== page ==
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ADE reaffirms IEP and FAPE rights for students with disabilities

Updated: Oct 16

On August 14, 2020, the Arizona Department of Education (ADE) again reaffirmed that students with disabilities need to be provided FAPE even as schools offer different options for reopening. Specifically, ADE updated its Guidance for the 2020-2021 School Year Reentry for IEPs.

ADE wrote: “All provisions of IDEA are still in effect regardless of how instruction is being delivered to students.” This is important to keep in mind in communicating with your school.


For example, if a student has transportation included as a related service on the IEP, the school is still required to provide transportation.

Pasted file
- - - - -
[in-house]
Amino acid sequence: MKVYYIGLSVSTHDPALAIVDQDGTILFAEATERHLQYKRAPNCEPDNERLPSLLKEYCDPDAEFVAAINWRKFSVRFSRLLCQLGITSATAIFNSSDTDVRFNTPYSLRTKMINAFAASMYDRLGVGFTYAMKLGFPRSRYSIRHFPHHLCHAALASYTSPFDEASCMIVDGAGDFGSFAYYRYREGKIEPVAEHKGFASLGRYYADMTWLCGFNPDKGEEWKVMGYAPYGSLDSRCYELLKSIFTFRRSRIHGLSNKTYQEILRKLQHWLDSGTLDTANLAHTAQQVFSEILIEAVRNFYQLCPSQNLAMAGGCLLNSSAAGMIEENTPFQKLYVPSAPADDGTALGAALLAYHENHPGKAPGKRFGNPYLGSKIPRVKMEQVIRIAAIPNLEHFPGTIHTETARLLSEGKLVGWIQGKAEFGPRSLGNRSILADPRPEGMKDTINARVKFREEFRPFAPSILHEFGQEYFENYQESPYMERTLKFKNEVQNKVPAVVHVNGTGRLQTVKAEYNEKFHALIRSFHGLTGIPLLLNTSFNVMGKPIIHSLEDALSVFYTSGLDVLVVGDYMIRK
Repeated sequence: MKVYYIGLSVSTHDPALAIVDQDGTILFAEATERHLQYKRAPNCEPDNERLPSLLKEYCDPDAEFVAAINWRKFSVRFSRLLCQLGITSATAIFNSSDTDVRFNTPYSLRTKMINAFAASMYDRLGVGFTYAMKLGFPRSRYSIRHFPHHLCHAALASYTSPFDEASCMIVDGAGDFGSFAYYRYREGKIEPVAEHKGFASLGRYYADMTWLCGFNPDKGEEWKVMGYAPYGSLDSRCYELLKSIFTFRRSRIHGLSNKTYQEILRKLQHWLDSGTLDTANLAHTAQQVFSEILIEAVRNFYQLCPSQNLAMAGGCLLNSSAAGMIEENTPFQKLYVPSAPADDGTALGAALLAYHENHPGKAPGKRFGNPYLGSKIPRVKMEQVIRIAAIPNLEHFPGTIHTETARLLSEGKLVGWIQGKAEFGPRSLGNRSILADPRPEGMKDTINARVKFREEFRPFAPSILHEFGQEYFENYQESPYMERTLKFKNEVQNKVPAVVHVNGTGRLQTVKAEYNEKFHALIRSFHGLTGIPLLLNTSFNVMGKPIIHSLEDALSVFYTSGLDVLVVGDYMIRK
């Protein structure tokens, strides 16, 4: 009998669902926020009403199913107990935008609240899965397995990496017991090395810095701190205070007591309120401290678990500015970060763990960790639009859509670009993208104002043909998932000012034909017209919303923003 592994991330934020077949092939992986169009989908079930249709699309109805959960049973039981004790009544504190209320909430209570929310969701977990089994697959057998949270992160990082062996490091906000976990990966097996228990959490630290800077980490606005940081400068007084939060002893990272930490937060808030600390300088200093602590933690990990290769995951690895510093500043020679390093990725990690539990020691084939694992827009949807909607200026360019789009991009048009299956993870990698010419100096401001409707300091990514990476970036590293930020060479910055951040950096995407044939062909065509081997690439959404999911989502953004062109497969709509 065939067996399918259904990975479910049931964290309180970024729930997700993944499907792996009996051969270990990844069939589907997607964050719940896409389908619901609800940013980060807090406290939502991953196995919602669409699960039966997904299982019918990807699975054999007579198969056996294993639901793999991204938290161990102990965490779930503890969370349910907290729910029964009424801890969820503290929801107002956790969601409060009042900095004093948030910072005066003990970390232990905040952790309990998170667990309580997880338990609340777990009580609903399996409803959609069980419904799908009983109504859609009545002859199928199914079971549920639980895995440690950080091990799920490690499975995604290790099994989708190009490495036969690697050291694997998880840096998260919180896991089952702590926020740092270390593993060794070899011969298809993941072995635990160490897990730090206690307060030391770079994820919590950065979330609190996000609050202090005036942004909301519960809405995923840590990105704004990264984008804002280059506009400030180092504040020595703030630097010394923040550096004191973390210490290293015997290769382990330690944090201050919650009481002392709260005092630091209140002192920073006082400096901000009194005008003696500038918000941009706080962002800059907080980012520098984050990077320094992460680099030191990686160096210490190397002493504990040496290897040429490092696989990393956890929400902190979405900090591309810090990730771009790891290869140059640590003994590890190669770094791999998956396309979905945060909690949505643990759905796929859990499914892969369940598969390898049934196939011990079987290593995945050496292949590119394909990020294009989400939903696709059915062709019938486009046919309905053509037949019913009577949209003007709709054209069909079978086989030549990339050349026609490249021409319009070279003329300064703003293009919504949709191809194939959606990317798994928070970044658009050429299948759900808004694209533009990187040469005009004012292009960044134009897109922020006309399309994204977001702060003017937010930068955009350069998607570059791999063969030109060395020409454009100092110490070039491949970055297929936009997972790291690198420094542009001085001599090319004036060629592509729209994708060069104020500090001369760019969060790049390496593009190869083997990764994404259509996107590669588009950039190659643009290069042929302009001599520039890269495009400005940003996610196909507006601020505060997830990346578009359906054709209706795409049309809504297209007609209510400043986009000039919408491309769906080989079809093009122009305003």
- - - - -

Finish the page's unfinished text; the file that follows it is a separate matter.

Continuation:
Additionally, schools are also not permitted to reduce service minutes for a student with disabilities on an IEP because of the change to online learning or staffing concerns. Any IEP changes must be based on the student’s needs not the school’s needs.


While it is a challenging time for schools that is not an excuse to deny students with disabilities their rights.


Here are some of the ADE's questions and answers updated today. I also provided the link below:


Q: If a student is attending school through an online platform, but the IEP team has determined that the student requires in-person services in order to be provided a FAPE, what is the PEA’s [Public Education Agency or school district/charter] obligation? (Posted 8/14/20)